Butterfly on a Wheel / Shattered review
Category: Shattered Reviews | Posted by: stagewomanjen
Article Date: December 30, 2007 | Publication: zgeek.com | Author: Haggisboy
Every once in a while a movie comes along without any great fanfare, advance hype or viral marketing – a true sleeper, as it were – and causes the viewer to wonder how such a gem flew under the radar. Such is the case with Butterfly on a Wheel (released in North America under the title Shattered).
The title Butterfly on a Wheel, taken from the Alexander Pope’s 1734 poem “Epistle to Dr Arbuthnot”, refers to someone putting massive effort into achieving something considered minor or unimportant, and is cryptically referred to at various points in the story and pretty much sums up the entire plot of this movie.
Gerard Butler plays Neil Randall, a Chicago advertising executive and rising star at his firm. He appears to have everything going for him. A boss who views him as the heir apparent, a loving wife, adoring moppet-headed daughter, nice house, car – he’s living the American dream. That is until everything comes to a grinding halt when, on an outing with his wife (Maria Bello) they find themselves hijacked by Tom Ryan (Pierce Brosnan), a mysterious stranger who tells them his associate has their daughter captive and unless they wish to see her alive again, they must complete a series of arduous and cryptic challenges.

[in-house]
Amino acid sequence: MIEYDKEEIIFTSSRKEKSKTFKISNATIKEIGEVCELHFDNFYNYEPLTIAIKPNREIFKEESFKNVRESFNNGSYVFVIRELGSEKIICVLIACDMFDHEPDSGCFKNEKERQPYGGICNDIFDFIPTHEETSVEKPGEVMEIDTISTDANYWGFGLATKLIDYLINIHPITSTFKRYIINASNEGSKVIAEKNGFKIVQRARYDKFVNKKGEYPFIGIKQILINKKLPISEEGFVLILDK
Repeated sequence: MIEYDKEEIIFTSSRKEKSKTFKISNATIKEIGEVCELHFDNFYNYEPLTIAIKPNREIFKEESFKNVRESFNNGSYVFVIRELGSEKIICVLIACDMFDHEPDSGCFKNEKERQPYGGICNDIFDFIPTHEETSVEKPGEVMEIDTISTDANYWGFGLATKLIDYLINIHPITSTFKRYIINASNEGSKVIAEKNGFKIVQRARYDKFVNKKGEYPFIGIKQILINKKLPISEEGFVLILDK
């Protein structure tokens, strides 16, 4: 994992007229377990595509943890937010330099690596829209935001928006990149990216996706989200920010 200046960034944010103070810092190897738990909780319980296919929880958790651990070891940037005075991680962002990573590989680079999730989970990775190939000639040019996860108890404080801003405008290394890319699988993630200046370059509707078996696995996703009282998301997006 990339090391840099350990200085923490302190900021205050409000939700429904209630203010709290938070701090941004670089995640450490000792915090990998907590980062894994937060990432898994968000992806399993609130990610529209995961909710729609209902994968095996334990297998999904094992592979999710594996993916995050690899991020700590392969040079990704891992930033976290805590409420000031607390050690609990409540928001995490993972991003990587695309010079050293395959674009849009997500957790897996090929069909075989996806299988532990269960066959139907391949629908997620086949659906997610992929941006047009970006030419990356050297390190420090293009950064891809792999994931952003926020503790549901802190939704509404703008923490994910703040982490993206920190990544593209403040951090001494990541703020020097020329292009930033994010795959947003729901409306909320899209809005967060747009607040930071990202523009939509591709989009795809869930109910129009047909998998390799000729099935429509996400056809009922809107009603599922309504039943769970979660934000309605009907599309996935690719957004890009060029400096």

From there unfolds a cat and mouse game with Ryan’s motives becoming ever more difficult to decipher as the movie progresses. With a plot peppered with enough red herrings to keep you guessing (I thought for sure I had it all figured out early on, only to be thrown for a loop), Butterfly on a Wheel/Shattered is paced to perfection, strongly acted by all three principals, and delivers a smart, almost too clever story.
What’s more, it will leave you thinking about it long after viewing, and even motivating you to go over scenes again to try and find flaws, which may be there, but are very cleverly hidden.
While the media blitz that tends to foreshadow most movie releases undoubtedly benefits the film studios, in this case I can honestly say that knowing zero about this film going in actually worked in its favor, and has me marking it as one not to be missed.